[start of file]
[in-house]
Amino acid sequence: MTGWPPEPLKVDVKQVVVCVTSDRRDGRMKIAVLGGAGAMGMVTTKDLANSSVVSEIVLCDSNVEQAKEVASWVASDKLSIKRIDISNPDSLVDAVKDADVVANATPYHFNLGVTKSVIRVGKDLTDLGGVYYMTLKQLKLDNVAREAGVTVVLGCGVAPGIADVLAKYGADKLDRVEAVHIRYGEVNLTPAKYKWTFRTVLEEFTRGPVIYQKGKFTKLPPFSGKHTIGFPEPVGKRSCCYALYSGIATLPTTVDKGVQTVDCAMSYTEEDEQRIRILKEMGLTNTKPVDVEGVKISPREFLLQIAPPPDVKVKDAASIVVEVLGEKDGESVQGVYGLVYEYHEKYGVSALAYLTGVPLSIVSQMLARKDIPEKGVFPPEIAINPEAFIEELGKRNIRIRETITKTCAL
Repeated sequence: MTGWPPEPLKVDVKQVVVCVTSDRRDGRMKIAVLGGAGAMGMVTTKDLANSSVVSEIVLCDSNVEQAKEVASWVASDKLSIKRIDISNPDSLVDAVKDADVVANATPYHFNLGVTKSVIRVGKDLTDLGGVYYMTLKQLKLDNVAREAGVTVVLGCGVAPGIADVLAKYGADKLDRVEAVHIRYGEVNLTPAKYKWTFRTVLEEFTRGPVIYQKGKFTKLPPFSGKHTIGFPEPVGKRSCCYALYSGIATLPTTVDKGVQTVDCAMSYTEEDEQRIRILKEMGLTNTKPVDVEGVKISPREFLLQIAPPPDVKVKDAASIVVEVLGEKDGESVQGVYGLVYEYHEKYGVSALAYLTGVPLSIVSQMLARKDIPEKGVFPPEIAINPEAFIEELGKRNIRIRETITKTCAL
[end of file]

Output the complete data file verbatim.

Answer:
[in-house]
Amino acid sequence: MTGWPPEPLKVDVKQVVVCVTSDRRDGRMKIAVLGGAGAMGMVTTKDLANSSVVSEIVLCDSNVEQAKEVASWVASDKLSIKRIDISNPDSLVDAVKDADVVANATPYHFNLGVTKSVIRVGKDLTDLGGVYYMTLKQLKLDNVAREAGVTVVLGCGVAPGIADVLAKYGADKLDRVEAVHIRYGEVNLTPAKYKWTFRTVLEEFTRGPVIYQKGKFTKLPPFSGKHTIGFPEPVGKRSCCYALYSGIATLPTTVDKGVQTVDCAMSYTEEDEQRIRILKEMGLTNTKPVDVEGVKISPREFLLQIAPPPDVKVKDAASIVVEVLGEKDGESVQGVYGLVYEYHEKYGVSALAYLTGVPLSIVSQMLARKDIPEKGVFPPEIAINPEAFIEELGKRNIRIRETITKTCAL
Repeated sequence: MTGWPPEPLKVDVKQVVVCVTSDRRDGRMKIAVLGGAGAMGMVTTKDLANSSVVSEIVLCDSNVEQAKEVASWVASDKLSIKRIDISNPDSLVDAVKDADVVANATPYHFNLGVTKSVIRVGKDLTDLGGVYYMTLKQLKLDNVAREAGVTVVLGCGVAPGIADVLAKYGADKLDRVEAVHIRYGEVNLTPAKYKWTFRTVLEEFTRGPVIYQKGKFTKLPPFSGKHTIGFPEPVGKRSCCYALYSGIATLPTTVDKGVQTVDCAMSYTEEDEQRIRILKEMGLTNTKPVDVEGVKISPREFLLQIAPPPDVKVKDAASIVVEVLGEKDGESVQGVYGLVYEYHEKYGVSALAYLTGVPLSIVSQMLARKDIPEKGVFPPEIAINPEAFIEELGKRNIRIRETITKTCAL